quoted in FASHION

FASHION Magazine Winter 09I was quoted in “Fashion Bytes” by Andrew Sardone in this winter’s issue of FASHION.

The article’s subtitle is “It’s a brave new blogging world” and I was asked about fashion blogging.

The industry might still be evaluating the blogging spectrum, but for the bloggers their arrival on the fashion scene is old news.  “At first, being a blogger was a curiosity because there were so many media stories and there was a certain level of scrutiny, but that has tapered off,” says Final Fashion’s Danielle Meder, who attended her third New York season in September.  “Now I get to be just another face in … standing room.”

Its a great read with a lot of sharp quotes and a several anonymous blind items, so go buy FASHION Magazine and enjoy!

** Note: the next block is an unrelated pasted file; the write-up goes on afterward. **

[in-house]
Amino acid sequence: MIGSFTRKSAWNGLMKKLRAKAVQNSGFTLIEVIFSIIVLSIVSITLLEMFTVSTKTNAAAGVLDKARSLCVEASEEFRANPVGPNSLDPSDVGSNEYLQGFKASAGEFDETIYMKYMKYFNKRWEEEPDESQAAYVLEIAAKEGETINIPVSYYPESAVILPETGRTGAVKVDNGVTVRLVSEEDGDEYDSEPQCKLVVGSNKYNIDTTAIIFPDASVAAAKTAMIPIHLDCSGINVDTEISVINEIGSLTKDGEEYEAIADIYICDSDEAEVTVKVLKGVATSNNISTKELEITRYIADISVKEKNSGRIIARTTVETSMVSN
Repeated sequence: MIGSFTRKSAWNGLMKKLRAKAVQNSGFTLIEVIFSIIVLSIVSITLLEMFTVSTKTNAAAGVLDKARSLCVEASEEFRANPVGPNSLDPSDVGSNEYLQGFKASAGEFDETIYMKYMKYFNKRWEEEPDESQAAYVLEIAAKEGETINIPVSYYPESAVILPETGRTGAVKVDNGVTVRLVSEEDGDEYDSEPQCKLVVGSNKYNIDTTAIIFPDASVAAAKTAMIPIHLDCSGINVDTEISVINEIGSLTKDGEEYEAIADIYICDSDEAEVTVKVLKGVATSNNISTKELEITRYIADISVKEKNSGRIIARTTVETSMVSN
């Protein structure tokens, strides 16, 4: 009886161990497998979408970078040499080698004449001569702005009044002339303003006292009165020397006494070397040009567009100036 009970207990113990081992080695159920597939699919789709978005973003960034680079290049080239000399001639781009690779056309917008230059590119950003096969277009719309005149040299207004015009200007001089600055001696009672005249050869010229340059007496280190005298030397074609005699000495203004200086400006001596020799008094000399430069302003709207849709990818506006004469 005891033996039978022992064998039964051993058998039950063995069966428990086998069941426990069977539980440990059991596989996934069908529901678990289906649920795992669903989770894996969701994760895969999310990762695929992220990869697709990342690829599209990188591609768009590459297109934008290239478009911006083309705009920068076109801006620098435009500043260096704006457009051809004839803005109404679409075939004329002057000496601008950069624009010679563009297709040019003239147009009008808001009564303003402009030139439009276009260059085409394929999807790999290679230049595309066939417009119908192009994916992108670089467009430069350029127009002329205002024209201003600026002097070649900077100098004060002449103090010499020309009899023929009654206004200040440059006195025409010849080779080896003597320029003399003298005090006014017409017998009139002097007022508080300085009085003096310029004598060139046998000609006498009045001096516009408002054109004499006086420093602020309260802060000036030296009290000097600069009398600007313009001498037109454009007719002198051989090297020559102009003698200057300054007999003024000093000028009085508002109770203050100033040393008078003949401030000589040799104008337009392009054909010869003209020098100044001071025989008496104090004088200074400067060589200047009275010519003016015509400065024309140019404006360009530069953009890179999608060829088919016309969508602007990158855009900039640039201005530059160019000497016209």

For those who might enjoy a few more of my comments from my interview with Andrew that didn’t make it into the article, check below the fold.

Any blogger vs. publicist/mainstream media war stories or heartwarming tales of everyone getting along from this trip to New York fashion week?

Not really – bloggers are old news now and we’re pretty much accepted/tolerated – the line between “mainstream” and “indie” is so blurred now that publicists pretty much have to sort everyone out on a case-by-case basis.  Some bloggers are huge and some MSM are pretty insignificant as far as influence goes, so there isn’t as much stratification according to type of media anymore.